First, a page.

In the third experiment, we assessed whether the pheromone composition in the gland was similar to the pheromone release from the gland and sampled pheromones from the gland surface of calling females with fused silica optical fibers coated with PDMS.

The PDMS sampling was conducted with one population, the corn-strain from Nigeria, according to methods described by Lievers and Groot24. PDMS fibers (100 μm polydimethylsiloxane; Polymicro Technologies Inc., Phoenix, AZ, USA) were cut in 15 mm long pieces and rubbed for 2.5 min over the pheromone gland of females that called for at least for 15 min, after which the fibers were extracted for 30 min in 50 µl hexane and 125 ng pentadecane. After PDMS sampling, the pheromone glands of the already sampled females were excised from the female abdomen and extracted as described above. All extracts were analyzed via GC as described above.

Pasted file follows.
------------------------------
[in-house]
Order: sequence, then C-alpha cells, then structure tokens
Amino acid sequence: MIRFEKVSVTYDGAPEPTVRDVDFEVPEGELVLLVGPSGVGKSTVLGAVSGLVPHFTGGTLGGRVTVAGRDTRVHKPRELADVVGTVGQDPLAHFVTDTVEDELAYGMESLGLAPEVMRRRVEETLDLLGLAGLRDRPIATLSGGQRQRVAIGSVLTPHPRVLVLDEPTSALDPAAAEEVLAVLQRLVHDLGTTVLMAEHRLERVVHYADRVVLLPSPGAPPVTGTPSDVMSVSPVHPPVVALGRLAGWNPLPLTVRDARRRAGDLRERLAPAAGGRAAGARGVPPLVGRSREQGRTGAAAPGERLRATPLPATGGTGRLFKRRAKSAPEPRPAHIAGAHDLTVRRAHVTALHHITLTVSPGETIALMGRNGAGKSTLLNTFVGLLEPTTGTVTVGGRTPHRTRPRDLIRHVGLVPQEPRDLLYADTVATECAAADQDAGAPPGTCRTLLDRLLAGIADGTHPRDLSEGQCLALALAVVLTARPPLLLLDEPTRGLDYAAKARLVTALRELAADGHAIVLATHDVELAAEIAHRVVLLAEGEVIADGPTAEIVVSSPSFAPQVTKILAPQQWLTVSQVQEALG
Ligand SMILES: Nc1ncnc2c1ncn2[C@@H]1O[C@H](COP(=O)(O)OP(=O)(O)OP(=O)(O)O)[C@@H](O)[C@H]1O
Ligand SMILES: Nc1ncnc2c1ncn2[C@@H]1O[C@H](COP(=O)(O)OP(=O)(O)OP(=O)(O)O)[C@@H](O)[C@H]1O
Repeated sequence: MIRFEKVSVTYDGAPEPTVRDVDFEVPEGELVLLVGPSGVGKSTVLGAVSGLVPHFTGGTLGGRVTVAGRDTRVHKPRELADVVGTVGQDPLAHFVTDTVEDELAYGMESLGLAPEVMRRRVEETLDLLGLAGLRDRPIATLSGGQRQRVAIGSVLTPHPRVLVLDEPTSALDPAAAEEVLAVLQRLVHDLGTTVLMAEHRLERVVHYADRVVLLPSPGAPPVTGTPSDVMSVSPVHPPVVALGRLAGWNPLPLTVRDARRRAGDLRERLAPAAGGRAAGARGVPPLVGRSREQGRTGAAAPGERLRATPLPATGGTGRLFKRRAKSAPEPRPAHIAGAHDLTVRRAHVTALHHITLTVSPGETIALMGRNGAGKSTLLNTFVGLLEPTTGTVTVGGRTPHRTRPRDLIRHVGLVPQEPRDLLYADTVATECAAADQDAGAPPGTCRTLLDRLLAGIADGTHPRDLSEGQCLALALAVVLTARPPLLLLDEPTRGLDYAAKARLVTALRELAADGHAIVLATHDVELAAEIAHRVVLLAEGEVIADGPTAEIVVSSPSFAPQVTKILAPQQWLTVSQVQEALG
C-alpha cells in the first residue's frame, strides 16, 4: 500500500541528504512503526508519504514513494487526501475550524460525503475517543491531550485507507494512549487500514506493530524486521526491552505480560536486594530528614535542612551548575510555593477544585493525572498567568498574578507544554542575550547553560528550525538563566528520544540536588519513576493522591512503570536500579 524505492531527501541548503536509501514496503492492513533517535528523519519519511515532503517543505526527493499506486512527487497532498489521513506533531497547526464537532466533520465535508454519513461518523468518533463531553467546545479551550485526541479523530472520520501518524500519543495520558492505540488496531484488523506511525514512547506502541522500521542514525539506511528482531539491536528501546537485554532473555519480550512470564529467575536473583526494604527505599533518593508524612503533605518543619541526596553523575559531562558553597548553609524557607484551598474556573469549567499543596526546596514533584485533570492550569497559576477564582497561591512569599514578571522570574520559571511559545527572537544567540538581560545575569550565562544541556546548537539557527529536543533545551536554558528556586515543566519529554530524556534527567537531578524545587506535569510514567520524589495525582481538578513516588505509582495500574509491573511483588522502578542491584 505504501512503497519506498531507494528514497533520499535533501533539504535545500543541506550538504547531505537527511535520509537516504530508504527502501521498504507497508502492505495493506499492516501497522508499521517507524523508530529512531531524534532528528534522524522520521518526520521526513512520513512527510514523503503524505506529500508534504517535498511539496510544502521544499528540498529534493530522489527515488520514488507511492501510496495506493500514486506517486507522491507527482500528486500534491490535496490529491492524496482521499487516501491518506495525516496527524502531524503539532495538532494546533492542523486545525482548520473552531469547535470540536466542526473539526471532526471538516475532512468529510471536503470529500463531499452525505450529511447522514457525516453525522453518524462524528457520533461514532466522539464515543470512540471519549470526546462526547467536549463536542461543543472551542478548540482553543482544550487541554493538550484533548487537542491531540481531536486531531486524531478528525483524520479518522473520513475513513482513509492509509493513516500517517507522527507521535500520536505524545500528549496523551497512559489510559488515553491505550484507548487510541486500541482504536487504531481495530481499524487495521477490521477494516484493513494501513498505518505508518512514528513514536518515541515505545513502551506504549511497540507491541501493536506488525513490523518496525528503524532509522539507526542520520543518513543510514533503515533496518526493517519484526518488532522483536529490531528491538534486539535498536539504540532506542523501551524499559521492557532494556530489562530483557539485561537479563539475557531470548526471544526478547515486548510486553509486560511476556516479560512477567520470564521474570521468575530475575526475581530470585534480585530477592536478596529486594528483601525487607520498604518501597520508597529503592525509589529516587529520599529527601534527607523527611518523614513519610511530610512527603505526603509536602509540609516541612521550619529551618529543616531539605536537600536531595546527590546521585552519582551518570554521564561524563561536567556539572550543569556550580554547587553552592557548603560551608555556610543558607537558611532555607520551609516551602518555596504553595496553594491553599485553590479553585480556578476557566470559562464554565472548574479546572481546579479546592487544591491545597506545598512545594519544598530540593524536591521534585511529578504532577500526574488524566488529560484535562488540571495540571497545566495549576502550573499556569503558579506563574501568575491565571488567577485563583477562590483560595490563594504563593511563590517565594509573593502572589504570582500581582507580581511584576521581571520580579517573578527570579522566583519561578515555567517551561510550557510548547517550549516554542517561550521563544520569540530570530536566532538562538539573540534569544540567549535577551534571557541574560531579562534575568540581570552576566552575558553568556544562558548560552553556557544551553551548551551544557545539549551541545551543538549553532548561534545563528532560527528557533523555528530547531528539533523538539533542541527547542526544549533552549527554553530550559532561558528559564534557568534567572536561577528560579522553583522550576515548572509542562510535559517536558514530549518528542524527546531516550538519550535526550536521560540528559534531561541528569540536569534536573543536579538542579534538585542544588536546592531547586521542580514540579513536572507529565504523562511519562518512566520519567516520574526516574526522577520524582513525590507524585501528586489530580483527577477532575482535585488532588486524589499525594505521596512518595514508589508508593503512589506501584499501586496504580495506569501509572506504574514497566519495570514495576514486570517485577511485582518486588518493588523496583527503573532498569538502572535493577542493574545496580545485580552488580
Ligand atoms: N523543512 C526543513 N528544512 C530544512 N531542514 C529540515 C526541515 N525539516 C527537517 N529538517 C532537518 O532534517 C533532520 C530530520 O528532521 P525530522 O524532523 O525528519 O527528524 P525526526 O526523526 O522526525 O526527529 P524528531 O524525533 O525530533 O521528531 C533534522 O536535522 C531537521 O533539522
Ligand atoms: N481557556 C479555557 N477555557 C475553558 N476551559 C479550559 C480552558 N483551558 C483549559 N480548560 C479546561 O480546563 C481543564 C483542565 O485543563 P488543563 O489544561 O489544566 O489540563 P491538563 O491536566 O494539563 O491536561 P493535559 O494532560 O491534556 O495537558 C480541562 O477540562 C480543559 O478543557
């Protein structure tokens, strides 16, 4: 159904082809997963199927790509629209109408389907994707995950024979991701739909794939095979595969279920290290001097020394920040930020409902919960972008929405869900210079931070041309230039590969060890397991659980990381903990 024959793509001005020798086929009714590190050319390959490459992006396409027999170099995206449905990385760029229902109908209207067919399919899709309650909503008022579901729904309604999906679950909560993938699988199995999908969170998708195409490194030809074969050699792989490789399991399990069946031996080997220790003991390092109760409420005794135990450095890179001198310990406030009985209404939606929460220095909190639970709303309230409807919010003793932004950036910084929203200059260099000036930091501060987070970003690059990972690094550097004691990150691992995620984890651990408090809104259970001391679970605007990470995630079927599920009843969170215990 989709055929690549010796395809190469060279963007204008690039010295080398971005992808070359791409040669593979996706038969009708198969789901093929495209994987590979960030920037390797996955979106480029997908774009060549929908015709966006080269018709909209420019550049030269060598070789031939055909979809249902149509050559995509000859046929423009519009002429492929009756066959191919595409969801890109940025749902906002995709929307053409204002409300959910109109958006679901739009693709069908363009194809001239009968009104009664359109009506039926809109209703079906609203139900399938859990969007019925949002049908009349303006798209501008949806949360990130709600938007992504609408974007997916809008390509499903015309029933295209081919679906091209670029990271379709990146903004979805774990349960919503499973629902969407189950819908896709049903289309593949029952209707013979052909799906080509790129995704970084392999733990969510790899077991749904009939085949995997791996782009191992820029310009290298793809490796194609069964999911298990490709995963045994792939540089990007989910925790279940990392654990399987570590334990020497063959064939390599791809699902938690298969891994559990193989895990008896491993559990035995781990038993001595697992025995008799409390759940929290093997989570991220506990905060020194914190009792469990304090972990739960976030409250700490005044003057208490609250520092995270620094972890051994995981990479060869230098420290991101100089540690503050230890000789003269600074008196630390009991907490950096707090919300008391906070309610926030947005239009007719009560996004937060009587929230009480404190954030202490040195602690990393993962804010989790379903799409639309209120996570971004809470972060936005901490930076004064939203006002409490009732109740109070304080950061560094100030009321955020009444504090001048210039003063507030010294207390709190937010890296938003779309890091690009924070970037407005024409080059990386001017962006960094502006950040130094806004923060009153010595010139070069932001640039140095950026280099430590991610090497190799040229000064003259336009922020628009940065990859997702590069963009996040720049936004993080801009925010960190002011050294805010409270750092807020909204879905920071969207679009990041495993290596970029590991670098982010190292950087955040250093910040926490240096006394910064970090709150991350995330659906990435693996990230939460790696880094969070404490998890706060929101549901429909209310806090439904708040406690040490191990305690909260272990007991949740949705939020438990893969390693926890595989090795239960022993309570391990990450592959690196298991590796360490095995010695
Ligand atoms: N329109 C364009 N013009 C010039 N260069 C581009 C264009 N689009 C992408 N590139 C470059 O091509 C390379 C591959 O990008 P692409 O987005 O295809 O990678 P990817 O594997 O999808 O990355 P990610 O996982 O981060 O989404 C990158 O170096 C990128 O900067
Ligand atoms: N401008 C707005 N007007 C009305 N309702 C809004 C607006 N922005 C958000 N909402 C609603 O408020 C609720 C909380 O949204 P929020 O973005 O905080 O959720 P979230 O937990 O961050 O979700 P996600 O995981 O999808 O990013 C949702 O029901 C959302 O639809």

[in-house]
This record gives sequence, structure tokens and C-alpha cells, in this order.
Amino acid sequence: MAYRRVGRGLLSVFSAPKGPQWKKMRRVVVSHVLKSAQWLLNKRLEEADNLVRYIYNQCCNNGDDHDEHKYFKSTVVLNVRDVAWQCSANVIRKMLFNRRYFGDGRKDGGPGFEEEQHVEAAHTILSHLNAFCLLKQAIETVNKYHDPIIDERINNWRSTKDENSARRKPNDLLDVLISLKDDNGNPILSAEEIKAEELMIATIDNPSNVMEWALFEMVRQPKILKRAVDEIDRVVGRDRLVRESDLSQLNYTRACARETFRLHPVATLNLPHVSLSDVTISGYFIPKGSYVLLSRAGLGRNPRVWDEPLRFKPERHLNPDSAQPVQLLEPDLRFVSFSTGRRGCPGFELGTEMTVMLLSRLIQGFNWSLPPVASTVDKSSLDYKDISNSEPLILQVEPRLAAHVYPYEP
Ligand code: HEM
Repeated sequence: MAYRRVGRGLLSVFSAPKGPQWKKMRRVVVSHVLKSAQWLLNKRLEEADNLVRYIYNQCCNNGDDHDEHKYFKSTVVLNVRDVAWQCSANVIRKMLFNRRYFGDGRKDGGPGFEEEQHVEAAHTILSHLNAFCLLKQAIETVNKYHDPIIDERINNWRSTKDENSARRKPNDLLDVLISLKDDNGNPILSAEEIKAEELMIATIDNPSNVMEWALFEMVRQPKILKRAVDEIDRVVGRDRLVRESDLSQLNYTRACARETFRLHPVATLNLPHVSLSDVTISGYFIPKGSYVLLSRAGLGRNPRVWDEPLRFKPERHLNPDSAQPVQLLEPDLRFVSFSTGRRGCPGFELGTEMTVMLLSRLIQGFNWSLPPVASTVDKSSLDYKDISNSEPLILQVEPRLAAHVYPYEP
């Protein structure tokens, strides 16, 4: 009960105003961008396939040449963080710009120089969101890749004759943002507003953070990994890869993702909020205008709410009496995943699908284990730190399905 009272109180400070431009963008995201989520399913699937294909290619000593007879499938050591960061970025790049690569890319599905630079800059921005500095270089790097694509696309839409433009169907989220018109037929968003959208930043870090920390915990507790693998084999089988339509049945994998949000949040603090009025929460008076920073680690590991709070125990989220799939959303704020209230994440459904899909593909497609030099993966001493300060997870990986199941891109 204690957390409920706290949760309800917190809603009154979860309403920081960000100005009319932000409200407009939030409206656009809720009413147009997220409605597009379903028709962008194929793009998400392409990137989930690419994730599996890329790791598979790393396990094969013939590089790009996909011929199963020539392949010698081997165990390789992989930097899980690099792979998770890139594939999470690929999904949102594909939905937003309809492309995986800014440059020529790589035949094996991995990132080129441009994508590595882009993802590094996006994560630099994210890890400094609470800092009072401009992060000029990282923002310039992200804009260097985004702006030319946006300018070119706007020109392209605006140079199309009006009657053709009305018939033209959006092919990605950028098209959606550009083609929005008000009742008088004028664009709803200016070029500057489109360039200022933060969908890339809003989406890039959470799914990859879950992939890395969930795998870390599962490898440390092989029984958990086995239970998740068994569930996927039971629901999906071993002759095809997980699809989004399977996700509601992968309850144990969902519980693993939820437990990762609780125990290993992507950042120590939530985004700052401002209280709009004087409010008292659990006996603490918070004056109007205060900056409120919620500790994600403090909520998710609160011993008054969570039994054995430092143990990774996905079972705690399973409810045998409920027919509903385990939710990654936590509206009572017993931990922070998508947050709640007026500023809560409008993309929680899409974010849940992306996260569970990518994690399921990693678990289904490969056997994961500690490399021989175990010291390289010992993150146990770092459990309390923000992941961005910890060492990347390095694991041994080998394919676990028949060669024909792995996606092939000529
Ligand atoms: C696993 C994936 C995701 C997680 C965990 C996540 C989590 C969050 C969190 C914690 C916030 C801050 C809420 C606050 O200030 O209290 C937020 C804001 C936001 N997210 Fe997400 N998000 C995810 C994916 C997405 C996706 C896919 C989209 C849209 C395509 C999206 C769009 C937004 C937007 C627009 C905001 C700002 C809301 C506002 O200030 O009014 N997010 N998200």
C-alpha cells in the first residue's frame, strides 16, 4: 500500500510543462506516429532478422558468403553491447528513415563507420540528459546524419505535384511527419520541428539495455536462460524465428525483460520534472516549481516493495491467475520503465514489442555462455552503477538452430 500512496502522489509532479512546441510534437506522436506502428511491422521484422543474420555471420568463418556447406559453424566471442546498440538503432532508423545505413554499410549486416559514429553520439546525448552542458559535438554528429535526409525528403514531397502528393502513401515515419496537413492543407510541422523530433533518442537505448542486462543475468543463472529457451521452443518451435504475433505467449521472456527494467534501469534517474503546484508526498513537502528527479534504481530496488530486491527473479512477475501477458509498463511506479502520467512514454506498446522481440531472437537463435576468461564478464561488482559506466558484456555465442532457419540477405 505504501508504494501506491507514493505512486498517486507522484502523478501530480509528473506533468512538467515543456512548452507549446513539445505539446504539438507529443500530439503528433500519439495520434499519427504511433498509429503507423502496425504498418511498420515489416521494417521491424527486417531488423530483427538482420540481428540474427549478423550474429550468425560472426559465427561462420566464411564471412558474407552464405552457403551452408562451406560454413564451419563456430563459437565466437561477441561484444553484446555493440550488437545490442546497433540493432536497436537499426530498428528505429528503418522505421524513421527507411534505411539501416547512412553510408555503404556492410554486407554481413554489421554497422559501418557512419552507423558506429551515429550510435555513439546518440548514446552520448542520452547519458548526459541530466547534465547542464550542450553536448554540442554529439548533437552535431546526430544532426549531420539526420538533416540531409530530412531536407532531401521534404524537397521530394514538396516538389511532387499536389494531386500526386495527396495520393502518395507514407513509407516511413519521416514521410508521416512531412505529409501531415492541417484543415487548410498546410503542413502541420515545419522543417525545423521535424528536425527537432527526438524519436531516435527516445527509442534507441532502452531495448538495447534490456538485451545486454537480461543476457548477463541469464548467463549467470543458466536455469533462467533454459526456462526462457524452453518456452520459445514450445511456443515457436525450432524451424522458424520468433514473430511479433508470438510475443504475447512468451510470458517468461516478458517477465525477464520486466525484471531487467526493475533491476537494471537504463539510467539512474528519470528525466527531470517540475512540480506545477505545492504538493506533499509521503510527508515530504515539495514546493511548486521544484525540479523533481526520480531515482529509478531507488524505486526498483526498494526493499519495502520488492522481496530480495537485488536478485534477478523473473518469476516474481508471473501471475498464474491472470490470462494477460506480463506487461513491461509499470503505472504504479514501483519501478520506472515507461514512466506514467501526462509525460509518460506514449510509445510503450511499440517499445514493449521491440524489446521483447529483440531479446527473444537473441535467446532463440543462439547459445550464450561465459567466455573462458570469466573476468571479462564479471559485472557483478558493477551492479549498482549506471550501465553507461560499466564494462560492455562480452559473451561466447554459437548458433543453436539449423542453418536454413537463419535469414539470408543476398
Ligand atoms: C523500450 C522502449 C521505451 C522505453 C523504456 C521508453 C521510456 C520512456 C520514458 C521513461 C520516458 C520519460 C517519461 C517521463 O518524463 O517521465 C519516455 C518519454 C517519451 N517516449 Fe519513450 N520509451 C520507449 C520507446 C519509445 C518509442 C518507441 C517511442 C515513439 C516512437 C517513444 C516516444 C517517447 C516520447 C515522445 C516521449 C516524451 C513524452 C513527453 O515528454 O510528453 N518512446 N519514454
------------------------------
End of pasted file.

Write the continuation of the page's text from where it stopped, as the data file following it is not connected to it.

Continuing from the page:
Mating observations

To determine the onset time of mating, single pair matings of African populations were observed as described by Schöfl, et al.19. One to four day-old virgin adults were set up in single pairs in clear plastic cups (16 oz.) and fed with 10% honey solution. Matings were set up during the photophase and placed in a walk-in climate chamber (26 °C, 70% RH, L:D 14:10) at least two hours before scotophase. Couples were observed throughout the 10 hours of scotophase, with a 30 min interval. All pairs were observed for one or two consecutive nights starting at the first night after the mating. The onset time of the first mating, regardless of whether it occurred in the first or second night, was used for comparing the timing of mating behavior. Mating behavior of laboratory populations from Florida were previously described by Haenniger, et al.20 and included for comparison. Data were log transformed and analyzed with an ANOVA followed by a Tukey’s HSD post hoc test in R38.